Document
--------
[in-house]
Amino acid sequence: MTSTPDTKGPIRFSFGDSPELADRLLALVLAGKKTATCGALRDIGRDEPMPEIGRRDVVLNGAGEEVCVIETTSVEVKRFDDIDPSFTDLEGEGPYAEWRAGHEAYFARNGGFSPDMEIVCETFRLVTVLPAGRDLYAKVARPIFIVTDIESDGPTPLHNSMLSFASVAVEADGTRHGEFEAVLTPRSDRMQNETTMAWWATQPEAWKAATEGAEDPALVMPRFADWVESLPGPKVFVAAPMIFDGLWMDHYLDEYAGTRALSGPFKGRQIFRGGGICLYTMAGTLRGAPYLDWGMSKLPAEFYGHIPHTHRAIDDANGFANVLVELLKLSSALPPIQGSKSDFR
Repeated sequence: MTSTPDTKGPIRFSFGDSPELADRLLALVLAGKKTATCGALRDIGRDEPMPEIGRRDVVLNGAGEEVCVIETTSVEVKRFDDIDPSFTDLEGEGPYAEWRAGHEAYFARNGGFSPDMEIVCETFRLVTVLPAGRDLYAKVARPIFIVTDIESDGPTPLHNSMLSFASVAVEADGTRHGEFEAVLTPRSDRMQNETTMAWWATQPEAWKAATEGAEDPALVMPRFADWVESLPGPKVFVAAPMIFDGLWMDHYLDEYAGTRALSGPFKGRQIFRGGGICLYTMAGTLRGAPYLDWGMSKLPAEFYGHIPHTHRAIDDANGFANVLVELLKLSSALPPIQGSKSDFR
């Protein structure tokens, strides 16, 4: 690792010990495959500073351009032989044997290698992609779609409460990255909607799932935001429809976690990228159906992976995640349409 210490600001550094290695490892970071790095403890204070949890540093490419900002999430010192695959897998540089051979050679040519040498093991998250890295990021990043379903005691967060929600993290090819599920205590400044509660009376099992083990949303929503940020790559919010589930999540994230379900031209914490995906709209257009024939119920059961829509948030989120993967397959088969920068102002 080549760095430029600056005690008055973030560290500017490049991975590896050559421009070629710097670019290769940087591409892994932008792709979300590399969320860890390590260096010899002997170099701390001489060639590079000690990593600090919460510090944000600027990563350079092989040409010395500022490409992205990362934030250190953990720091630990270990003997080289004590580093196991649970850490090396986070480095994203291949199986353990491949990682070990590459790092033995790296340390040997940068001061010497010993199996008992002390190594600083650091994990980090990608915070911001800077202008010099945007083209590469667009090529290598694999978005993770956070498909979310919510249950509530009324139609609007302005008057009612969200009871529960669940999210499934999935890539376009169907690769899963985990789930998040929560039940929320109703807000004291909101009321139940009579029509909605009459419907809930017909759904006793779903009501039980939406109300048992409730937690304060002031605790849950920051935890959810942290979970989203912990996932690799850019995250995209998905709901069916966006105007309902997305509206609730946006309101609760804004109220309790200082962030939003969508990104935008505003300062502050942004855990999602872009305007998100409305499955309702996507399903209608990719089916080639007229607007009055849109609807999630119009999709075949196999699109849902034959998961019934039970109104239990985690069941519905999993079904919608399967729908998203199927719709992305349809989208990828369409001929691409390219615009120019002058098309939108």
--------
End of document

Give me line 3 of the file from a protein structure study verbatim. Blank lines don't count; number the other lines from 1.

Repeated sequence: MTSTPDTKGPIRFSFGDSPELADRLLALVLAGKKTATCGALRDIGRDEPMPEIGRRDVVLNGAGEEVCVIETTSVEVKRFDDIDPSFTDLEGEGPYAEWRAGHEAYFARNGGFSPDMEIVCETFRLVTVLPAGRDLYAKVARPIFIVTDIESDGPTPLHNSMLSFASVAVEADGTRHGEFEAVLTPRSDRMQNETTMAWWATQPEAWKAATEGAEDPALVMPRFADWVESLPGPKVFVAAPMIFDGLWMDHYLDEYAGTRALSGPFKGRQIFRGGGICLYTMAGTLRGAPYLDWGMSKLPAEFYGHIPHTHRAIDDANGFANVLVELLKLSSALPPIQGSKSDFR